Does it scale?

There is a certain elegant chaos to the work of the Exploring Education class: We’ve reached a point where students are deep enough into their personal projects that they do much of their own planning and know roughly what they have to do each class.

As they’ve dug deeper into their topics of interest, they’ve become more engaged and self-motivated, and new opportunities continue to appear: Each time they talk to someone new, that person has shares new resources, other contacts, or a cool idea that changes the student’s thinking. This is the best kind of education: Student interest and authentic content is motivating them to learn.

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The question of scalability has some up with some of our students’ projects. In introducing more flexible learning spaces in the school, students are creating a pilot classroom that will have collaborative space for project-based learning, sit/stand desks, more comfortable seating, and adjustable lighting. Their work is going along smoothly, so we’re now asking them: How can this scale up? What steps can they take to make sure that this one cool pilot classroom doesn’t just remain one classroom?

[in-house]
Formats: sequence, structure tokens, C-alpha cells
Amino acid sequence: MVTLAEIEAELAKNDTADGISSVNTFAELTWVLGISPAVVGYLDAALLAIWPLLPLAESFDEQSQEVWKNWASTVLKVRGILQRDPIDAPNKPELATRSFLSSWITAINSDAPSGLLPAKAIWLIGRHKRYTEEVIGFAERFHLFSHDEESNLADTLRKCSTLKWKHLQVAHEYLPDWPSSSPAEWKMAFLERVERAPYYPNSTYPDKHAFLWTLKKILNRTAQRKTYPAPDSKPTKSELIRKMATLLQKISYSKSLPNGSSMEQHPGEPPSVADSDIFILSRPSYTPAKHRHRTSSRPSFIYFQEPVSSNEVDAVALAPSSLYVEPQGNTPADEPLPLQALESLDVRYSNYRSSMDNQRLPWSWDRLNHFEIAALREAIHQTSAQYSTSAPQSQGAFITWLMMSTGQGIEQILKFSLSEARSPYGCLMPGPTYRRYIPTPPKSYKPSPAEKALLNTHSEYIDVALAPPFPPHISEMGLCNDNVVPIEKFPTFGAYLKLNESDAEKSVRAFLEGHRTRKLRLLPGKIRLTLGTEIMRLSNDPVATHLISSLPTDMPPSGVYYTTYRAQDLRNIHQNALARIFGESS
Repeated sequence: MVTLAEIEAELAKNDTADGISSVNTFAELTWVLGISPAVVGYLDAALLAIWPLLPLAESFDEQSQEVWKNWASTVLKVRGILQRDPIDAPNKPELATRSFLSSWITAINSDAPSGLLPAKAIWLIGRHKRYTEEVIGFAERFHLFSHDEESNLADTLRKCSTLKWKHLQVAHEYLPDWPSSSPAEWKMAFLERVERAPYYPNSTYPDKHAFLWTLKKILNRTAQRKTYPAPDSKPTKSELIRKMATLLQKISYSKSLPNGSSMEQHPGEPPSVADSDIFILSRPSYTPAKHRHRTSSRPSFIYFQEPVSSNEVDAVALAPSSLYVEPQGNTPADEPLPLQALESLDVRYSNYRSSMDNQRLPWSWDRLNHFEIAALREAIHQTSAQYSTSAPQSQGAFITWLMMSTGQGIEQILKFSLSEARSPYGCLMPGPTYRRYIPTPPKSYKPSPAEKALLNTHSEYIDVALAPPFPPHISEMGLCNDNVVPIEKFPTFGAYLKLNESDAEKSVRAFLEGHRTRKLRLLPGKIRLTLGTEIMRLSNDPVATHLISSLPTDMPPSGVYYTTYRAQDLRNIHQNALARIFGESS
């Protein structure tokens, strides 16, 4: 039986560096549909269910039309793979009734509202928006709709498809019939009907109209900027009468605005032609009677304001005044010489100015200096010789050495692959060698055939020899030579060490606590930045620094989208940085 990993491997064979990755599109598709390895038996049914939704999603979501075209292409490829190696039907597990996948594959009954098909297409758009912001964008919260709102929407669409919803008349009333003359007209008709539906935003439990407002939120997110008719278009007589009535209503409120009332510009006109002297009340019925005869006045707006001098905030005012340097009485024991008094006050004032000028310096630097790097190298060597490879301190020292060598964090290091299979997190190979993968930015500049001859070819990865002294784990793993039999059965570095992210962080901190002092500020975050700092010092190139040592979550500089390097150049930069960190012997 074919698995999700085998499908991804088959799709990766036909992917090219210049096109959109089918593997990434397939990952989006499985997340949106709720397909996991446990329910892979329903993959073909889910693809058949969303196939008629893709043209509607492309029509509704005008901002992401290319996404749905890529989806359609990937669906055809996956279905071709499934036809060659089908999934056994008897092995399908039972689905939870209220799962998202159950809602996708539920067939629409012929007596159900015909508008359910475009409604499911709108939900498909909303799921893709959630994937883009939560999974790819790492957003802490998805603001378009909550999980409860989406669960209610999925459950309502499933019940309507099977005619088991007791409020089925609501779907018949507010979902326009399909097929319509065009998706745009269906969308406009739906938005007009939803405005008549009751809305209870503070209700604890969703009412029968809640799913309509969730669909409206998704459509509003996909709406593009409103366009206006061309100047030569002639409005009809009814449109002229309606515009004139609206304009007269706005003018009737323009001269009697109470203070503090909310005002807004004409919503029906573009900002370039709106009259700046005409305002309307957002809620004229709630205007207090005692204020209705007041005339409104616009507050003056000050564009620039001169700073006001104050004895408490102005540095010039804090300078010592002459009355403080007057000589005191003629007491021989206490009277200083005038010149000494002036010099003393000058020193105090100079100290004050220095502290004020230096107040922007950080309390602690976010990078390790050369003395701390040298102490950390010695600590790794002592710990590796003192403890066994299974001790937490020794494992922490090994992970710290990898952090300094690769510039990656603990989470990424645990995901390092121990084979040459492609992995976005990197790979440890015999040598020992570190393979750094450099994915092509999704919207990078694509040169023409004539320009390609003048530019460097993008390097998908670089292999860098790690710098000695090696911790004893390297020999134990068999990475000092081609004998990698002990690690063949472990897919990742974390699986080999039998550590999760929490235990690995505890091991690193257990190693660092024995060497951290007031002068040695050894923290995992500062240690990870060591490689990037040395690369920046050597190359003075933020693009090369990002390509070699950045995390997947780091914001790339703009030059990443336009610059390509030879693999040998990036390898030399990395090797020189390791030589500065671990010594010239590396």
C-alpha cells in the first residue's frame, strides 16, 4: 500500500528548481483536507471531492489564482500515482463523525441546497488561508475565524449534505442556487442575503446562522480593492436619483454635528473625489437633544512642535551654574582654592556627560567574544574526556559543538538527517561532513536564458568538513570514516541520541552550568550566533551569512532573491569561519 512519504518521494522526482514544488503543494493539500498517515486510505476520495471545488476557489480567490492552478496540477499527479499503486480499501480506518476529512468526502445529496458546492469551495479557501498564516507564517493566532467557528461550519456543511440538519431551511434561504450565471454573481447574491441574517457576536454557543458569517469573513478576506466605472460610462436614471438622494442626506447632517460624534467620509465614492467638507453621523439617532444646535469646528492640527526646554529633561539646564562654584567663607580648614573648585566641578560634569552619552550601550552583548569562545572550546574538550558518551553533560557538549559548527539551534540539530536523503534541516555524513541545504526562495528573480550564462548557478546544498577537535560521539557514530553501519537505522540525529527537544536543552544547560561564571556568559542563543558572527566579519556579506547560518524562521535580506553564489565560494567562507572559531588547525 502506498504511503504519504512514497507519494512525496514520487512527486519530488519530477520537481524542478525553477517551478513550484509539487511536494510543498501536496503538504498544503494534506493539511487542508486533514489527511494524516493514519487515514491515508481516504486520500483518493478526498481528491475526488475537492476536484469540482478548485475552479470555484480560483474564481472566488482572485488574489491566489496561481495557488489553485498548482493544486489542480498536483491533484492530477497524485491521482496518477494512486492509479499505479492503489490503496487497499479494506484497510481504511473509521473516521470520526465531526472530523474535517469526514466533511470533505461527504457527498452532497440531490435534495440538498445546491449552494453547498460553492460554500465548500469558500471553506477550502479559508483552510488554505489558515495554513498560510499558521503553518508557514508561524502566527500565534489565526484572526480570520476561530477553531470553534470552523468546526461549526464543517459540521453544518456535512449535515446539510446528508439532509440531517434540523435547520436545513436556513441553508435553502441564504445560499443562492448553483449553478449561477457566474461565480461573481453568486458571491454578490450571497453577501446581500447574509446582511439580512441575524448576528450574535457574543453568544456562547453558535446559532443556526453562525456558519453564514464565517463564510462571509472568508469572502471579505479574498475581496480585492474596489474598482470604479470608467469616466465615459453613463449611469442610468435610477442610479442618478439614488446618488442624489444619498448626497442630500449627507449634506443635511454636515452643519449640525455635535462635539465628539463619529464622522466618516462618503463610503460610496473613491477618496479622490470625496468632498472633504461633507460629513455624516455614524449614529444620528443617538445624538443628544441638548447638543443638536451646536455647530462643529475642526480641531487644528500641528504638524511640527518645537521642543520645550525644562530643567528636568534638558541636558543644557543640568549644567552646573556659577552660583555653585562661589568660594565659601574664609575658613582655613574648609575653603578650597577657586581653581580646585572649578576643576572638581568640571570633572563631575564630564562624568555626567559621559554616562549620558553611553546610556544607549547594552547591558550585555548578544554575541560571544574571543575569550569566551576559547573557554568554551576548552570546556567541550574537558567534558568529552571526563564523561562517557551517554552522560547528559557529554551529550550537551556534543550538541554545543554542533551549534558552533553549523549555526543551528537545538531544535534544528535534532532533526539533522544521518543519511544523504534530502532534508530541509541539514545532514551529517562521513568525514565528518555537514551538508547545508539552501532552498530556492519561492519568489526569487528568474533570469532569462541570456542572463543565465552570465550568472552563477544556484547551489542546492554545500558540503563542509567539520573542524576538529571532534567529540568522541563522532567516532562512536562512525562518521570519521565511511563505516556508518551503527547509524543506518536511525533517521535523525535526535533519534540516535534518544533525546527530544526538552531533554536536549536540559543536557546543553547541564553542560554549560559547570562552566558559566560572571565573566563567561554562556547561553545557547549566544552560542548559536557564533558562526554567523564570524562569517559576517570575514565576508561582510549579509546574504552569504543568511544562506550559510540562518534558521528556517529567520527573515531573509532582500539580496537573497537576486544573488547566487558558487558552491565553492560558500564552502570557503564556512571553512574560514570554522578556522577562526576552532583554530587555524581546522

The question is one we should ask about the Exploring Education class as well: How will we scale it up, beyond this first cohort of seven students? What does this sort of learning look like with twenty students? What about 300?

Jim Shields, a long-time teacher at South Burlington’s Big Picture Program, has a relentlessly positive outlook on the capabilities of school systems to accommodate more project-based, personalized learning. In responding to the critique that programs like Big Picture South Burlington must be small by design, Jim points to The Met High School in Providence, Rhode Island, which supports over 800 students in highly-personalized, highly-relevant learning.

Fortunately for us, our change is not nearly that big. We have a small seed in our Exploring Education class, and a first step in helping the impact grow is to support the students’ work. Seeing and hearing about their good work will draw more students into the fold.

In the same way that making one pilot classroom space is easier than transforming all the classrooms, supporting seven students in this style of learning is easier than supporting fifteen or twenty… But the goal isn’t to give the power to shape their school to just these seven students; It’s to give it to all of them.

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